Cold-weather presents a host of challenges to those of us
who carry concealed. Below are some concealed carry considerations that may help make it less
of a pain in the butt.
Carry Outside Waistband (OWB)
If you carry inside the waistband (IWB), you may choose to
capitalize on the fact that you are wearing a jacket and carry in an OWB
holster. If you swap over to an OWB option, you still must clear away your
coat, but it may make the process slightly simpler than carrying IWB. If you
want to carry your handgun OWB, make sure you use a holster with some passive retention. What we mean is to use a holster where the gun isn’t flopping around
inside of it. That is a disaster waiting to happen.
Consider leaving your jacket unzipped. Doing this allows for
a pretty straightforward draw, regardless of the position you are carrying the
gun. However, there are some downsides to leaving your jacket unzipped. One,
you will be colder. Secondly, it requires some practice to get it out of the
way during the draw stroke. There are several different techniques you can use
to clear the cover-garment during the draw stroke. Things like the thickness,
weight, or length of the jacket all affect which method works best.
You may also try and wear a warm, form-fitting, thermal
underwear, base layer. You can tuck that layer into your pants behind the
holster, which helps keep you warm by not allowing cold air to blow up under
your shirt. If you wear a nice, warm undershirt, you may be able to forego a
heavy jacket. In fact, you may find putting a thick hoodie on top of that warm
shirt is all you need to stay warm.
Let’s face it, wearing gloves may be a necessity in some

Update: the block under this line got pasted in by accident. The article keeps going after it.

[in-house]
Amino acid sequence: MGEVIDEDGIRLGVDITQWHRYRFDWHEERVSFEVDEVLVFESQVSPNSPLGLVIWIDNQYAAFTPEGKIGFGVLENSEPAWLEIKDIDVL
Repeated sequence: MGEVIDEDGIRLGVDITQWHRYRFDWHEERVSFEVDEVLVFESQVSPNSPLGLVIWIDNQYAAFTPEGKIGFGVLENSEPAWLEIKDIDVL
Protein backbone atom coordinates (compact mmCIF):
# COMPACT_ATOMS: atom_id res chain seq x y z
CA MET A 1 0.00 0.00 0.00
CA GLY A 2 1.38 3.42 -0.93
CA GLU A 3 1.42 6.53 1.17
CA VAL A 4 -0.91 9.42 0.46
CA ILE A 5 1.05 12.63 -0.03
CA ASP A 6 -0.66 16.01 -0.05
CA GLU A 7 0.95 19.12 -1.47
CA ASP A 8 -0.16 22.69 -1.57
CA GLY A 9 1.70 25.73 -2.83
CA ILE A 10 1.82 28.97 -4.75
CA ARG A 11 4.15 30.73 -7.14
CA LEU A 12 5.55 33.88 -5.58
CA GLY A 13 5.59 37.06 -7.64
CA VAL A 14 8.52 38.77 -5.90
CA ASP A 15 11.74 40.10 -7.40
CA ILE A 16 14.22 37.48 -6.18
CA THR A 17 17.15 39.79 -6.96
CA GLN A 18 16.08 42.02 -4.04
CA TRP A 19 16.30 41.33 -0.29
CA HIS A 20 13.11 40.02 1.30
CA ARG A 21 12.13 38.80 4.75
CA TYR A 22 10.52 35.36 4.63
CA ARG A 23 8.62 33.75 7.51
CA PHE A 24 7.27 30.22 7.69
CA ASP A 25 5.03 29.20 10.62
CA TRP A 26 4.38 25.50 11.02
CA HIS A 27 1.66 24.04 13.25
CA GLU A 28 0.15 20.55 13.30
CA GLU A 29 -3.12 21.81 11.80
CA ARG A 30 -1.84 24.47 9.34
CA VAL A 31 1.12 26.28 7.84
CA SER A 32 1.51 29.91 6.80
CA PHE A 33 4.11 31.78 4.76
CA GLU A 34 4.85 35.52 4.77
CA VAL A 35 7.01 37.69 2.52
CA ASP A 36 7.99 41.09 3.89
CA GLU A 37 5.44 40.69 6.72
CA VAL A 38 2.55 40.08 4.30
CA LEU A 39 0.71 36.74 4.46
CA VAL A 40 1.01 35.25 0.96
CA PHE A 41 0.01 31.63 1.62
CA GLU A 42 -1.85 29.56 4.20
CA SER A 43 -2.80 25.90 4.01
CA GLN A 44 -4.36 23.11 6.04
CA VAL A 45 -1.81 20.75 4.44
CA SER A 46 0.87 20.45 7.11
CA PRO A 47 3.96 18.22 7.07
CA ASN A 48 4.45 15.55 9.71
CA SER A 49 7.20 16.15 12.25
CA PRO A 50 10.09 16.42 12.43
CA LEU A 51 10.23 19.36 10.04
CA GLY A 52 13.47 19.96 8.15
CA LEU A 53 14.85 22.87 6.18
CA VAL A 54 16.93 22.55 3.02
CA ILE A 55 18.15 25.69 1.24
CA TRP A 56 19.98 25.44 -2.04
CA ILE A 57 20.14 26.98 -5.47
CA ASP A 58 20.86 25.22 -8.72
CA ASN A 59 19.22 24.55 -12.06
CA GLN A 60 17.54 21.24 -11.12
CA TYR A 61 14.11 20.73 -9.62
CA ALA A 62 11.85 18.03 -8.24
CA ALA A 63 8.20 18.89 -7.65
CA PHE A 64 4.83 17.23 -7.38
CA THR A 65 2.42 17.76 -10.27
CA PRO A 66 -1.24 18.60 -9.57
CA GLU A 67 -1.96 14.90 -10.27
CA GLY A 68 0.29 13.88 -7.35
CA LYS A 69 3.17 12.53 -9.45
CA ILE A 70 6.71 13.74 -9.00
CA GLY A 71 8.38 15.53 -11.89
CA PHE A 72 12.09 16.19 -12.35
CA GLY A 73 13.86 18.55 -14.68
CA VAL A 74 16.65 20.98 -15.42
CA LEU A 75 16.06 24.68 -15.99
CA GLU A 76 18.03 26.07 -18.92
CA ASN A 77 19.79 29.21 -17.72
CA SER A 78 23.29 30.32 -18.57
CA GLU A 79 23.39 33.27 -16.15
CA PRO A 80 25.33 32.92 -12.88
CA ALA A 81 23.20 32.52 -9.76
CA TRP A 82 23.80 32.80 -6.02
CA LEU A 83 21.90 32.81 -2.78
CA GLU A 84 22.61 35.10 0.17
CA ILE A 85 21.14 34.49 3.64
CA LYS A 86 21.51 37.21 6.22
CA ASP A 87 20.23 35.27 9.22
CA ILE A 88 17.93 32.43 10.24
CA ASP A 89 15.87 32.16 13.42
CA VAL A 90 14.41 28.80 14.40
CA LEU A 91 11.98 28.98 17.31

climates and at certain times. Whenever possible, use gloves that allow you to
access and use your firearm. Some attributes of ‘gun-friendly’ gloves are those
that are not too bulky. I have seen some LEO’s wearing gloves that were so
thick that they would make it almost impossible to defeat any of the retentions
on their holster, let alone allow the trigger finger into the trigger guard. If
you must wear gloves this thick, work out a draw that incorporated removing the
glove(s) and then moving to grip the gun. Gloves that have some ‘grippyness’ to
them are a huge help, even in warm weather. So if you are going to wear gloves,
why not take advantage of material that aids in the grip.
Confirm you are using proper lubrication. All lubricants are
affected in some way by cold weather, some more than others. Warm temperatures
allow the lube to reach all the necessary parts. There are some greases and
lubricants that tend to get thick and gummy when cold. While it isn’t likely
you will be out in the low temperatures cause this, consider checking your
preferred lubricant. I have seen guns malfunction in cold weather classes and
then function after applying some oil. The lube or lack thereof was likely only
a contributing factor in the malfunction. However, it is a factor that is
easily controlled, as opposed to something like freezing temperatures.
Lastly, consider the caliber and capacity of your everyday carry (EDC) gun. Numerous studies have shown that .380 is only marginally
effective in self-defense. This has to do a lot with a lower velocity not
providing enough consistent penetration and expansion of the projectile.
Believe it or not, multiple layers of thick clothing impacts both expansion and
penetration. It may be a good time to consider a setup that generally performs
better in the application of self-defense.